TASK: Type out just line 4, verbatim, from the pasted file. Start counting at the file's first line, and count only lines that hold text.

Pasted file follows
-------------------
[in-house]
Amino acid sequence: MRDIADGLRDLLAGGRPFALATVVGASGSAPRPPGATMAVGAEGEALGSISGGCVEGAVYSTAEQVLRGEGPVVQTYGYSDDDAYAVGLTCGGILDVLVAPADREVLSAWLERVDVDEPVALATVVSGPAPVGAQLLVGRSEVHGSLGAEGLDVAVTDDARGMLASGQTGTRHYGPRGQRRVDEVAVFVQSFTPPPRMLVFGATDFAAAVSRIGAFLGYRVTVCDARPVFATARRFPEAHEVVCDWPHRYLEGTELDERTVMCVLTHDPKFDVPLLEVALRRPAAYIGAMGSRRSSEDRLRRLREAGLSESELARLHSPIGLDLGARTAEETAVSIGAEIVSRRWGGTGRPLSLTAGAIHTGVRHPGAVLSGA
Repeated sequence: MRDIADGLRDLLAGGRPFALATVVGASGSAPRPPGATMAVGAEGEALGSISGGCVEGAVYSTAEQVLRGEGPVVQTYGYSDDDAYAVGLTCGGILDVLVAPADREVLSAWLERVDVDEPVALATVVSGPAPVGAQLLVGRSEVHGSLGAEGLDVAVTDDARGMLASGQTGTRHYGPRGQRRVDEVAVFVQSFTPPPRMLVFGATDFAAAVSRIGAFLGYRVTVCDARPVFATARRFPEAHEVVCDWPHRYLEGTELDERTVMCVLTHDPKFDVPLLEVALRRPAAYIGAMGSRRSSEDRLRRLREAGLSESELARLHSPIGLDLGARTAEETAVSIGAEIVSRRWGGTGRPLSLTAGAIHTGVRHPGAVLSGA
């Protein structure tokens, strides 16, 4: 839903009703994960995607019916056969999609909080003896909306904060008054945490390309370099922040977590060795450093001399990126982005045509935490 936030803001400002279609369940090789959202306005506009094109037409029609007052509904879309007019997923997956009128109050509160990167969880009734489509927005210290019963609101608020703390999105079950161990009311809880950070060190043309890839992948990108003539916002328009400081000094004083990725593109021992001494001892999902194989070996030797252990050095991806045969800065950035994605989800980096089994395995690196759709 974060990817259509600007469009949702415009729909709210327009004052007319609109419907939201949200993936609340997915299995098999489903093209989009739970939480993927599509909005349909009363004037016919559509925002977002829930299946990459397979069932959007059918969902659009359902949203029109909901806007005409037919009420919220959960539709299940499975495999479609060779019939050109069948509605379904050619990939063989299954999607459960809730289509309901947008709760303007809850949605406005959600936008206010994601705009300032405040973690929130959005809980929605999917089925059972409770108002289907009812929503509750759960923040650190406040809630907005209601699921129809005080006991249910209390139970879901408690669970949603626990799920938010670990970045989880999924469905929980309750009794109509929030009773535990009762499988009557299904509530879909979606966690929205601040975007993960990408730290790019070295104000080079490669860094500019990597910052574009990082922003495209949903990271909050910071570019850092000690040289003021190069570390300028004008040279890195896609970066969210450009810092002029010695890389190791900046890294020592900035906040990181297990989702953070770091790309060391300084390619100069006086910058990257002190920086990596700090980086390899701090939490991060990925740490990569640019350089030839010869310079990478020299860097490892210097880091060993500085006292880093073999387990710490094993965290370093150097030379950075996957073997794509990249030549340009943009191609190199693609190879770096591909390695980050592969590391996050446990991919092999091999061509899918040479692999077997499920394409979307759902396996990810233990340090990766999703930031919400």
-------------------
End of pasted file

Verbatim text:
């Protein structure tokens, strides 16, 4: 839903009703994960995607019916056969999609909080003896909306904060008054945490390309370099922040977590060795450093001399990126982005045509935490 936030803001400002279609369940090789959202306005506009094109037409029609007052509904879309007019997923997956009128109050509160990167969880009734489509927005210290019963609101608020703390999105079950161990009311809880950070060190043309890839992948990108003539916002328009400081000094004083990725593109021992001494001892999902194989070996030797252990050095991806045969800065950035994605989800980096089994395995690196759709 974060990817259509600007469009949702415009729909709210327009004052007319609109419907939201949200993936609340997915299995098999489903093209989009739970939480993927599509909005349909009363004037016919559509925002977002829930299946990459397979069932959007059918969902659009359902949203029109909901806007005409037919009420919220959960539709299940499975495999479609060779019939050109069948509605379904050619990939063989299954999607459960809730289509309901947008709760303007809850949605406005959600936008206010994601705009300032405040973690929130959005809980929605999917089925059972409770108002289907009812929503509750759960923040650190406040809630907005209601699921129809005080006991249910209390139970879901408690669970949603626990799920938010670990970045989880999924469905929980309750009794109509929030009773535990009762499988009557299904509530879909979606966690929205601040975007993960990408730290790019070295104000080079490669860094500019990597910052574009990082922003495209949903990271909050910071570019850092000690040289003021190069570390300028004008040279890195896609970066969210450009810092002029010695890389190791900046890294020592900035906040990181297990989702953070770091790309060391300084390619100069006086910058990257002190920086990596700090980086390899701090939490991060990925740490990569640019350089030839010869310079990478020299860097490892210097880091060993500085006292880093073999387990710490094993965290370093150097030379950075996957073997794509990249030549340009943009191609190199693609190879770096591909390695980050592969590391996050446990991919092999091999061509899918040479692999077997499920394409979307759902396996990810233990340090990766999703930031919400």